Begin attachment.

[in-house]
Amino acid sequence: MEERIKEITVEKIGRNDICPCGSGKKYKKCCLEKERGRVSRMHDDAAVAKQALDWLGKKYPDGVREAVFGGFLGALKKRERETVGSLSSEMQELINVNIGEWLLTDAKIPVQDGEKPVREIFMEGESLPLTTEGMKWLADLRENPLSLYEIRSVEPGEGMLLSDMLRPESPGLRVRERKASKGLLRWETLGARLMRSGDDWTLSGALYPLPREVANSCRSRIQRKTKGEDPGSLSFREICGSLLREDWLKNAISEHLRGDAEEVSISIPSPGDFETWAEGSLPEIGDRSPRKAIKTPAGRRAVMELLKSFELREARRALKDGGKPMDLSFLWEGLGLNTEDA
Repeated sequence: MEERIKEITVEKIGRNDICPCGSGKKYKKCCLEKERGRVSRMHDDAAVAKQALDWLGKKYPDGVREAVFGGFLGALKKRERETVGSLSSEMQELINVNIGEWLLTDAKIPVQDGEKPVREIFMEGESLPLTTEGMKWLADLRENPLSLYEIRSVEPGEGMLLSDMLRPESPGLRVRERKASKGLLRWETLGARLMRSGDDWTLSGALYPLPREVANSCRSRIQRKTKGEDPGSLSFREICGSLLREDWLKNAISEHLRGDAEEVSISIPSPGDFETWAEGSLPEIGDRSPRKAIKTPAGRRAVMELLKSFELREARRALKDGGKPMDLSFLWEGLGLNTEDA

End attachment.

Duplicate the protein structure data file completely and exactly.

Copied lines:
[in-house]
Amino acid sequence: MEERIKEITVEKIGRNDICPCGSGKKYKKCCLEKERGRVSRMHDDAAVAKQALDWLGKKYPDGVREAVFGGFLGALKKRERETVGSLSSEMQELINVNIGEWLLTDAKIPVQDGEKPVREIFMEGESLPLTTEGMKWLADLRENPLSLYEIRSVEPGEGMLLSDMLRPESPGLRVRERKASKGLLRWETLGARLMRSGDDWTLSGALYPLPREVANSCRSRIQRKTKGEDPGSLSFREICGSLLREDWLKNAISEHLRGDAEEVSISIPSPGDFETWAEGSLPEIGDRSPRKAIKTPAGRRAVMELLKSFELREARRALKDGGKPMDLSFLWEGLGLNTEDA
Repeated sequence: MEERIKEITVEKIGRNDICPCGSGKKYKKCCLEKERGRVSRMHDDAAVAKQALDWLGKKYPDGVREAVFGGFLGALKKRERETVGSLSSEMQELINVNIGEWLLTDAKIPVQDGEKPVREIFMEGESLPLTTEGMKWLADLRENPLSLYEIRSVEPGEGMLLSDMLRPESPGLRVRERKASKGLLRWETLGARLMRSGDDWTLSGALYPLPREVANSCRSRIQRKTKGEDPGSLSFREICGSLLREDWLKNAISEHLRGDAEEVSISIPSPGDFETWAEGSLPEIGDRSPRKAIKTPAGRRAVMELLKSFELREARRALKDGGKPMDLSFLWEGLGLNTEDA